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total protection TIME TO FACE UP REACTING AFTER AN ATTACK IS WAY TOO LATE. THE DAMAGE IS DONE. SO WHAT STRATEGY WILL KEEP YOUR ORGANISATION SAFE AND NOT PROVE AN ILLUSION? The choice between Protection + Prevention versus Detection + Response is an illusion - that is the contention of David Broad, Information Security and Audit Lead, Echoworx. "As security practitioners, we all learnt that defence in depth was key. Yet we focused too much on defence as just a wall or line that would protect us. This type of thinking has been proven to be insufficient, time and time again. First, we put up firewalls and thought we were safe. Then we realised we needed IDSes, and eventually IPSes. SIEMs and other tools were next. These fulfil parts of the equation, but not all of them. Once your defences are static and do not evolve based on feedback of what is actually happening, then they can be worked around." Aligning to only one of Protection + Prevention or Detection + Response will leave gaps, he says. "If modern threats have taught us anything, it is that no one solution is going to solve all the problems. We need blended approaches that implement tools to protect our perimeters, but also other tools and systems that can detect anomalous traffic and tune networks on the fly to respond. No significant Information Security standard - be it ISO 27001, the NIST Cyber Security Framework, Webtrust, or others - stops at simply doing one aspect of security. "The key is to keep them balanced and all fed with tools, resources and funding to enhance capabilities across the board," he comments. Many companies think that once they have a few tools deployed to control their perimeter they are done. "But how effective are these tools that they have deployed? Just because the tools don't detect anything doesn't mean that there is nothing there. For each tool that is deployed, businesses should think of how they will measure its effectiveness. What did traffic look like before it was deployed? What does it look like after? What would it look like if it wasn't working? What could it be missing? "Understanding the limitations of tools that are deployed is key to understanding what else you should be monitoring for and being able to feed this into your risk management processes to forecast the next tools that you should be deploying. Reacting after an attack is too late. The damage is done." For Broad, it's not a question of 'Protection + Prevention or Detection + Response' - it's more a matter of 'Protection + Prevention + Detection + Response'. "The hope would be that, if you are monitoring your current tools, then you will detect gaps before they are an issue and the response will then be a planned upgrade or deployment, as opposed to an incident investigation." A MATTER OF PERCEPTION Daniel Driver is head of Perception Cyber Security at Chemring Technology Solutions, which has developed Perception, a bioinspired network security system used worldwide by defence and security agencies. He argues that, while IT professionals now work on the assumption that their networks are constantly at risk, traditional cyber security systems still use a 'protect & prevent' approach, rather than a more modern 'detect & respond' approach. "In reality, the biggest security threat that most organisations are exposed to exists within their own network. Social engineering is a growing method for hackers who want to break into networks and endpoint security cannot identify if an authorised user's device is sending out sensitive data. Bring Your Own Device (BYOD) and tools that encourage online collaboration also blur the lines between trusted and untrusted data sources, 14 computing security May/June 2018 @CSMagAndAwards www.computingsecurity.co.uk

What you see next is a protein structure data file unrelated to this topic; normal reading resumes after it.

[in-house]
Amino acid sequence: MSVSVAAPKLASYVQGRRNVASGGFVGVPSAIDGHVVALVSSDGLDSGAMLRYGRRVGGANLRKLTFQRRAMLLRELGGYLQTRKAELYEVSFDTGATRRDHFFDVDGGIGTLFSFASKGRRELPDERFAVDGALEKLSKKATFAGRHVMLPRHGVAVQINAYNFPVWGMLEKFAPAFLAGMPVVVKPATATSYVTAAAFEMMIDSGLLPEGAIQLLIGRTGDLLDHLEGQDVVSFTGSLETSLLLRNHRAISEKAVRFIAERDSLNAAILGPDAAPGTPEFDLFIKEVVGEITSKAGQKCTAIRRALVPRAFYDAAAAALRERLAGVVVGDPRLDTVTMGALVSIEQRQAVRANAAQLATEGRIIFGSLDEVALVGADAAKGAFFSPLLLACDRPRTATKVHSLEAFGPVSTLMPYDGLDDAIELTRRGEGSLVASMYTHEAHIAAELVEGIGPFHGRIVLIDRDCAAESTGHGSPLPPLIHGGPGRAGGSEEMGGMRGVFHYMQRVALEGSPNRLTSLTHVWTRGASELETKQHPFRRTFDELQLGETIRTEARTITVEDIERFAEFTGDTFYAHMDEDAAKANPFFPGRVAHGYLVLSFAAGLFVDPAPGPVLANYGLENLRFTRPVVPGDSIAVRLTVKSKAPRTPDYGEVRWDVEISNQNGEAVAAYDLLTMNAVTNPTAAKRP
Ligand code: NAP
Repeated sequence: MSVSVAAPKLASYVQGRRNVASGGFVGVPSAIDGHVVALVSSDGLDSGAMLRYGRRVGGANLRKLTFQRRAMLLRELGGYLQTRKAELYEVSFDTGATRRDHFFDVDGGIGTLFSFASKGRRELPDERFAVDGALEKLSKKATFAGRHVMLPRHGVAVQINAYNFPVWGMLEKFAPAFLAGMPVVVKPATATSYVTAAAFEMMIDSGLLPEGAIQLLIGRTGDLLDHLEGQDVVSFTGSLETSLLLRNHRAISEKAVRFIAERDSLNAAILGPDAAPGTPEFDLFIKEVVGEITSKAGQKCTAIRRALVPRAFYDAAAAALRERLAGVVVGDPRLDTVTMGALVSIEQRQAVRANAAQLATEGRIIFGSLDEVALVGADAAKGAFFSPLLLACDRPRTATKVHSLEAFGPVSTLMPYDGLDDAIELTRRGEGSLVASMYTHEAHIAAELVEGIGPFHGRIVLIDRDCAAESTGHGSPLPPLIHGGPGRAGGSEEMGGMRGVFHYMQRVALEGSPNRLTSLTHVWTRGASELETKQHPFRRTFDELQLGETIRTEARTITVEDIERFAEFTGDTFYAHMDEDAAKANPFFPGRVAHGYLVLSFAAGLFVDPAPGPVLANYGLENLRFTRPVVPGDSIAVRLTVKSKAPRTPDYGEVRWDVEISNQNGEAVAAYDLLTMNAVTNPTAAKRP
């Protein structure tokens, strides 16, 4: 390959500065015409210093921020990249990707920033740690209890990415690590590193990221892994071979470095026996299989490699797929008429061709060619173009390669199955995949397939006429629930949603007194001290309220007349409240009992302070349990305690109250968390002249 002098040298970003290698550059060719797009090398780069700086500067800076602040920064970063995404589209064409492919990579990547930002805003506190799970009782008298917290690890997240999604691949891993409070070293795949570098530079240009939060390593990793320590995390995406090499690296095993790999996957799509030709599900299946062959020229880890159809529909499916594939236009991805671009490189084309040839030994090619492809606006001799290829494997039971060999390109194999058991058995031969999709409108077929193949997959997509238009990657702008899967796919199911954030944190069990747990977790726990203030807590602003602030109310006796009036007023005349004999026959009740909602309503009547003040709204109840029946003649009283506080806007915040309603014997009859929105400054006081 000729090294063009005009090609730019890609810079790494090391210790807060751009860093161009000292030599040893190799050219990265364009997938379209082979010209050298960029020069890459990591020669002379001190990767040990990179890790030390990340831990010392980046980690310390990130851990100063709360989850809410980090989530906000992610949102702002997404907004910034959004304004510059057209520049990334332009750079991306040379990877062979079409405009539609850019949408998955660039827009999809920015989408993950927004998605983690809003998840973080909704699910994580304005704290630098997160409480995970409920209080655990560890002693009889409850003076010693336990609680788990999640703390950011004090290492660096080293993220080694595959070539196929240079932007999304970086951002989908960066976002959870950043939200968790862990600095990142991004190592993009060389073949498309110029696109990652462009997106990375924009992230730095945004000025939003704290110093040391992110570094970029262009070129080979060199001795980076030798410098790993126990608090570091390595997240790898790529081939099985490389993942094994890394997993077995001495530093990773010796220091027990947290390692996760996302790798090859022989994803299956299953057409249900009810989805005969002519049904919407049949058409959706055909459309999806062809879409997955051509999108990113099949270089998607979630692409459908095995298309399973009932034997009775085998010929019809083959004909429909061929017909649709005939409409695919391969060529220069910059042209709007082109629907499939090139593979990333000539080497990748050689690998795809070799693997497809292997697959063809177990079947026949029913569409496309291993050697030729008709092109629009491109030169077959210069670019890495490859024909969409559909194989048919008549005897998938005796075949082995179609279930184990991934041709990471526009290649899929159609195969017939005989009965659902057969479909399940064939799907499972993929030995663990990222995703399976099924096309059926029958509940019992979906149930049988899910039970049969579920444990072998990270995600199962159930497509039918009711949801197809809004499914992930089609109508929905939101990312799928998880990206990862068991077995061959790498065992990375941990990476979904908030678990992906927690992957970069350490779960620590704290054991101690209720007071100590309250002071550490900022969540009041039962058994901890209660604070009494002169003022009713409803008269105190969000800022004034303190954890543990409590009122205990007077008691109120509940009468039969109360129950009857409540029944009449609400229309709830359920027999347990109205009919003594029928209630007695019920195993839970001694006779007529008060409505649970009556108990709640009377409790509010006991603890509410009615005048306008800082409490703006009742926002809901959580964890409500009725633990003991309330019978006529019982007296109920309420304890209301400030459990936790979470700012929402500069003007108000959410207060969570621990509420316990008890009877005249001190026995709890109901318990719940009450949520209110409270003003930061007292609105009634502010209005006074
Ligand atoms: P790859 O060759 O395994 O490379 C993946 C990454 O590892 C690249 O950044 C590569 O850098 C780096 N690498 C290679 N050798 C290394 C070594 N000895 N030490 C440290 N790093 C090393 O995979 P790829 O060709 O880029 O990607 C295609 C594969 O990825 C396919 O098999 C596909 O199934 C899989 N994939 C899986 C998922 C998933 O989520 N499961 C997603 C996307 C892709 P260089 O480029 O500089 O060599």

total protection making identification of threats far more difficult." Increasingly sophisticated attack activity can only be detected by real-time internal network monitoring, which until now has proved to be an almost impossible task, due to the volume of data which flows through even the most basic of networks, he adds. "The traditionally applied security systems such as firewalls, Intrusion Detection Systems (IDS) and anti-virus should therefore form only part of modern cyber defences. An additional network layer is needed to quickly identify activity caused by malicious behaviours, regardless of whether it's a new threat, a novel technique or a malicious insider," adds Driver. Such a behavioural-based system, he states, "delivers incredibly high detection rates with equally low false alarms and would be equally powerful in identifying potentially exploitable weaknesses in a network before any attack actually occurs - enabling organisations to proactively increase the security of a network over time". Driver believes that this step change in the battle to combat the increasingly sophisticated cyber security threat would identify malware that actively outwits rulesbased or sandboxing appliances, as well as data being leaked by a trusted device. "Organisations could also proactively close vulnerabilities in a network, rather than reactively patching holes once they've already been exploited by an attacker," he points out. THANKLESS TASK We expend a lot of energy in cyber security, attacking and pillorying organisations that are successfully targeted, states Neil Anderson, director of cyber security at Assure APM. "A brief glance at Twitter after a major breach will often show an impressive level of disdain on the part of researchers and 'redteam' groups - people whose livelihoods rely on finding vulnerabilities and exploiting them - about an organisation's inability to stay secure." The critics have a point, he concedes. All too often, it is basic security failings that let attackers into organisations. "We often hear a recently breached company throw up its hands as it tells us that 'it was an advanced threat actor that attacked us, what could we do?' Well, patching your known vulnerabilities and not clicking on links in unsolicited emails wouldn't hurt." For all this worthy criticism, however, protecting an organisation can be a difficult and thankless task. "Security teams are often viewed as a cost centre and an obstacle to achieving business objectives, leaving them struggling to keep abreast of the firehose of new vulnerabilities, exploits and regulatory pressure," Anderson adds. "In the past, security vendors have been apt to try to sell us miracle solutions: tools that will solve all our security problems in one fell swoop, leaving security engineers free to concentrate on pondering strategy, petting unicorns, and fiddling with the occasional firewall. In those days, we tended towards a protect and prevent strategy, forming a perimeter around our networks and trying hard to stop any attacker, no matter how skilled, from getting in." These days, we are generally sadder, but also a little wiser, he comments. "As the network perimeter has disintegrated, the concept of complete protection has been shown to be an impossibility and we tend to focus our efforts on an infinitely more achievable riskbased approach. This basically involves working out what the risk of a given vulnerability being exploited is and then making a (mostly) objective decision on whether to stop that risk from ever being realised, to mitigate its effects should it happen or to accept the risk - in other words, gamble that it will never happen." The important thing to remember, Anderson says, is that none of these options is a perfect Daniel Driver, Chemring Technology Solutions: the biggest security threat that most organisations are exposed to exists within their own network. David Broad, Echoworx: many companies think that once they have a few tools deployed to control their perimeter they are done. www.computingsecurity.co.uk @CSMagAndAwards May/June 2018 computing security 15